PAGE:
Most states in our nation fund public schools with property taxes. Logically, children who live in high property value communities can then attend schools with ample resources to fund their educations.
This system is in direct contrast with European and Asian public schools which are funded equally. The American education system is one of the most unequal among industrialized nations. The wealthiest 10% school districts in the US spend ten times the amount per pupil than do the poorest 10%. We get what we pay for. Virtually all students from those wealthiest 10% school districts go to college. A little over one-fifth of students from the poorest 10% districts go to college.
Such unequal allocation of education funds is very evident in Ohio. Despite four decisions by the Ohio Supreme Court that the way school districts are funded is unconstitutional, Ohio’s school funding method has not changed. Ohio’s leaders lack the political will to change the system primarily because those who elect them oppose any change. It’s only fair, many people believe, that their property taxes pay for their child’s education. The solution, however, is to completely un-tie school funding from property taxes. Revenue can be raised with income taxes, for instance, and be allocated to schools on a per student basis – thus insuring all children have an equal opportunity to succeed.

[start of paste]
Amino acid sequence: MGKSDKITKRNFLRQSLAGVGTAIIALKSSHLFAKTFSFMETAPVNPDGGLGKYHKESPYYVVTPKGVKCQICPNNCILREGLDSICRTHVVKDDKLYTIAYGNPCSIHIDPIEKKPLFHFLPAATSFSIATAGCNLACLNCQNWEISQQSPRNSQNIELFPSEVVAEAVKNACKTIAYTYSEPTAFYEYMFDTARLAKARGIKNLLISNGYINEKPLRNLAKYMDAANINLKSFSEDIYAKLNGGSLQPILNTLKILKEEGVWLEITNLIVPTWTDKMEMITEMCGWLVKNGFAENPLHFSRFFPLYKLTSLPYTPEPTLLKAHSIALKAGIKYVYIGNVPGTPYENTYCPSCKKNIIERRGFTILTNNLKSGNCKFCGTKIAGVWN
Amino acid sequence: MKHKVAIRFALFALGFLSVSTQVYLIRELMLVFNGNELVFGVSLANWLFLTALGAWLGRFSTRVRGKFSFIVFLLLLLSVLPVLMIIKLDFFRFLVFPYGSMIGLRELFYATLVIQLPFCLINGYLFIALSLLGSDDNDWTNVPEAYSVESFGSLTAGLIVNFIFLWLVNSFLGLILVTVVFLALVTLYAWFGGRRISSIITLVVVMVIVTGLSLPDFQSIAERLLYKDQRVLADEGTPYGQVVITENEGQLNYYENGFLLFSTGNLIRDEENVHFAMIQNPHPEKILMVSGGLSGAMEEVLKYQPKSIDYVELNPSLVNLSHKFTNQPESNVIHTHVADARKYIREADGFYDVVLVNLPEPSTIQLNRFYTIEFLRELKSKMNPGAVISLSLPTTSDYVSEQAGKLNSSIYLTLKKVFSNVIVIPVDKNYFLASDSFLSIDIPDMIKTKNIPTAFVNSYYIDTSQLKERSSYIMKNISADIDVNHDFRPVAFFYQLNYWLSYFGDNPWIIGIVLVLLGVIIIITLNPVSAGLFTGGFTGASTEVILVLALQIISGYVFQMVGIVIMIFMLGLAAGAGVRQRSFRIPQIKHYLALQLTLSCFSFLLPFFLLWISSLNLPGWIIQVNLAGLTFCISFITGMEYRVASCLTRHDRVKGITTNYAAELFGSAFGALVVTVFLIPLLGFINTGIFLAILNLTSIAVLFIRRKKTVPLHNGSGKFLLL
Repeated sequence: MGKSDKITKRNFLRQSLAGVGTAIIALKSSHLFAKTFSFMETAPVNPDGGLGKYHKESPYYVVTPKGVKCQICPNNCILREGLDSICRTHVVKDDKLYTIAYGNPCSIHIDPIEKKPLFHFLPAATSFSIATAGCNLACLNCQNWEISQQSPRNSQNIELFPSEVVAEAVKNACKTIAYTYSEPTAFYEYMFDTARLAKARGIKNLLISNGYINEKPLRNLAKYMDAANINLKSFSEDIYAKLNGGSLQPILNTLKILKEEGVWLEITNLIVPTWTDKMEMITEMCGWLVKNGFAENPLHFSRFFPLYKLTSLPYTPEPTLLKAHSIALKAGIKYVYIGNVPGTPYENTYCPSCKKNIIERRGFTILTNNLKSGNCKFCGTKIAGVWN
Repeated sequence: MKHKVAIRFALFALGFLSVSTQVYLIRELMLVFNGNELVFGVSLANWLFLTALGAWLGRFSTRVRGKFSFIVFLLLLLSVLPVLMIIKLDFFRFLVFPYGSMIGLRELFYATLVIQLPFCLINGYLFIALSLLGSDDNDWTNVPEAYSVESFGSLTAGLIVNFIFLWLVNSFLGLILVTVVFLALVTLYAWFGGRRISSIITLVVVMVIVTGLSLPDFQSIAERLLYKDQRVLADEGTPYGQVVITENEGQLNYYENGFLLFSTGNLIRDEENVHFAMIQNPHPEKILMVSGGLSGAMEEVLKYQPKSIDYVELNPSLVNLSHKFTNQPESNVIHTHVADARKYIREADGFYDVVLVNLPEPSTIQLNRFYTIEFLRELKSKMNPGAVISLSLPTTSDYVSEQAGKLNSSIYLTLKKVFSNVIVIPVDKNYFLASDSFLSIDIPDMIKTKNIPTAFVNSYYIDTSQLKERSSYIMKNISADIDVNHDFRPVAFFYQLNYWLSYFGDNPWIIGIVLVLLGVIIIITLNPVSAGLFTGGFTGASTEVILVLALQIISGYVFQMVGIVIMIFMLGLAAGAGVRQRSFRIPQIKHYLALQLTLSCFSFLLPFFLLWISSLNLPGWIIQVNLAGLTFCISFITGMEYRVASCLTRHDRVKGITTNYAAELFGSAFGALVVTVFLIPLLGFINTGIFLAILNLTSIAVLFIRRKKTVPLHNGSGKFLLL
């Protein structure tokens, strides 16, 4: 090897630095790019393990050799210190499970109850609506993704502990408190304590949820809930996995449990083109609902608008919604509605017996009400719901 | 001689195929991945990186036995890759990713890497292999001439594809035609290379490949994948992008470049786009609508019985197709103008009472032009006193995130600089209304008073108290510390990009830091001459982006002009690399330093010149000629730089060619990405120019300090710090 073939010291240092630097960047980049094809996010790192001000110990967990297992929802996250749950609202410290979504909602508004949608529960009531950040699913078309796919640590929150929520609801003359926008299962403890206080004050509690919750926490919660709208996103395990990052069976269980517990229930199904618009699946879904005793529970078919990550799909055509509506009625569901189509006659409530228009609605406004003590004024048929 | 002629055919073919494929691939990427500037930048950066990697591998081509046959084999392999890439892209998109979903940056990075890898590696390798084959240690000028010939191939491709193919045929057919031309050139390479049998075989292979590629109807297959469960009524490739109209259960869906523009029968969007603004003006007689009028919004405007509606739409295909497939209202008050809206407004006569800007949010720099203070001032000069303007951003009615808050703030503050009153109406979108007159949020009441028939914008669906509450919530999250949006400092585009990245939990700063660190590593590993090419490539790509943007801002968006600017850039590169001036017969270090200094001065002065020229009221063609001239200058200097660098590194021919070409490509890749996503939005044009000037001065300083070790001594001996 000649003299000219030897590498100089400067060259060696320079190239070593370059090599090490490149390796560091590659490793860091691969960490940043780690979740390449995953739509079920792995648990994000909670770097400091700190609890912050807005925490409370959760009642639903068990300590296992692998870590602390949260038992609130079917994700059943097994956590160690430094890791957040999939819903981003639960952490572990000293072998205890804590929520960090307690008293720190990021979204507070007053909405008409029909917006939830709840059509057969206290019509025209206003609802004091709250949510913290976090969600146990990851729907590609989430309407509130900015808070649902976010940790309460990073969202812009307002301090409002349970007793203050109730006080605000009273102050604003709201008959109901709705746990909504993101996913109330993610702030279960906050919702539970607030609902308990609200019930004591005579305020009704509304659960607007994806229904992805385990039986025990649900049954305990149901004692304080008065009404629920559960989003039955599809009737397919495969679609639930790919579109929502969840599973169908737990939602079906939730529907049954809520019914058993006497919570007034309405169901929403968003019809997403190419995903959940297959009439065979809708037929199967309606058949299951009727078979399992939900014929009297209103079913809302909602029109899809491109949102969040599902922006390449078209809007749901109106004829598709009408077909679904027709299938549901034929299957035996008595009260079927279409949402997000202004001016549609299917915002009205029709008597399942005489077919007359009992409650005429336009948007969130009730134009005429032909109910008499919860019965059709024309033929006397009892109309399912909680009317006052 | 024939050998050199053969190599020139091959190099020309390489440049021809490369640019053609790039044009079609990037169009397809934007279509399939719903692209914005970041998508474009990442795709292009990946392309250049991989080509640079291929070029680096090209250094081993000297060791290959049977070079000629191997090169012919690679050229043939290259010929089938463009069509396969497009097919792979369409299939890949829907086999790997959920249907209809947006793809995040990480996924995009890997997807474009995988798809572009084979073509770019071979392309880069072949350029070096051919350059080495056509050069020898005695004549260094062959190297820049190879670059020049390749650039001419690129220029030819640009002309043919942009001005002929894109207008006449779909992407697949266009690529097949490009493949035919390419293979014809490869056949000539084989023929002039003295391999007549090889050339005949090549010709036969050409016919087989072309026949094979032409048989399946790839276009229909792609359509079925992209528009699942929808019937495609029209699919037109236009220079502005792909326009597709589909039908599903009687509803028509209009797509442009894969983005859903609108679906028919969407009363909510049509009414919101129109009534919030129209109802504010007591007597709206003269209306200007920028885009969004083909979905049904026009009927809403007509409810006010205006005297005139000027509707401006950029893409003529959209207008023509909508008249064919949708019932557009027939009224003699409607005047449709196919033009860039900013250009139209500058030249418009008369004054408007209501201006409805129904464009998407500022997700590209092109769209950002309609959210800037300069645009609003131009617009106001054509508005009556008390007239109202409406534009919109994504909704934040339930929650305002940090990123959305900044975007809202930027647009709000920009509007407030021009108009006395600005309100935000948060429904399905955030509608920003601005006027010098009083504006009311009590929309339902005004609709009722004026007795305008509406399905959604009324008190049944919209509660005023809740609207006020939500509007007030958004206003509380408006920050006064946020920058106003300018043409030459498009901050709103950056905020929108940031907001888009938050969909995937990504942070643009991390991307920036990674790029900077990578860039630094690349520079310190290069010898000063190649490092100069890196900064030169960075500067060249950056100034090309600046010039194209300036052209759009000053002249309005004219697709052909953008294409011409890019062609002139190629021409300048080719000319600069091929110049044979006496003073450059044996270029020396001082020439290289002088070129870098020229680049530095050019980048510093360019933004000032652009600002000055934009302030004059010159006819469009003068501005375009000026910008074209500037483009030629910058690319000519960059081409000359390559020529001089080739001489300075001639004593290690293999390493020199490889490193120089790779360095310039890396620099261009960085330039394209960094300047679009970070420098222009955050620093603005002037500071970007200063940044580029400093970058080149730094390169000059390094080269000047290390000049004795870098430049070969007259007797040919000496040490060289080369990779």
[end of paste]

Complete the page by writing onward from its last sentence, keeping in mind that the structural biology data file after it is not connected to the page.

Numerous studies show that students learn best when four criteria are met. 1) They attend small schools – 300 students or less. 2) Their class sizes are small – especially at elementary ages. 3) They have access to state of the art, challenging curriculum. 4) They are taught by highly qualified teachers. All of those factors are determined by funding.
At this point, my message could easily veer off into becoming more a lecture than a spiritual message. Gaining head knowledge is important. But gaining heart and soul knowledge, I believe, is of far greater value. Our purpose as a spiritual community is not just to know facts, as I’ve outlined many of them, but to feel at a spiritual level the consequences of those facts. Ultimately, I believe change in a society’s laws and systems to promote equality does not happen until a majority of people change their hearts.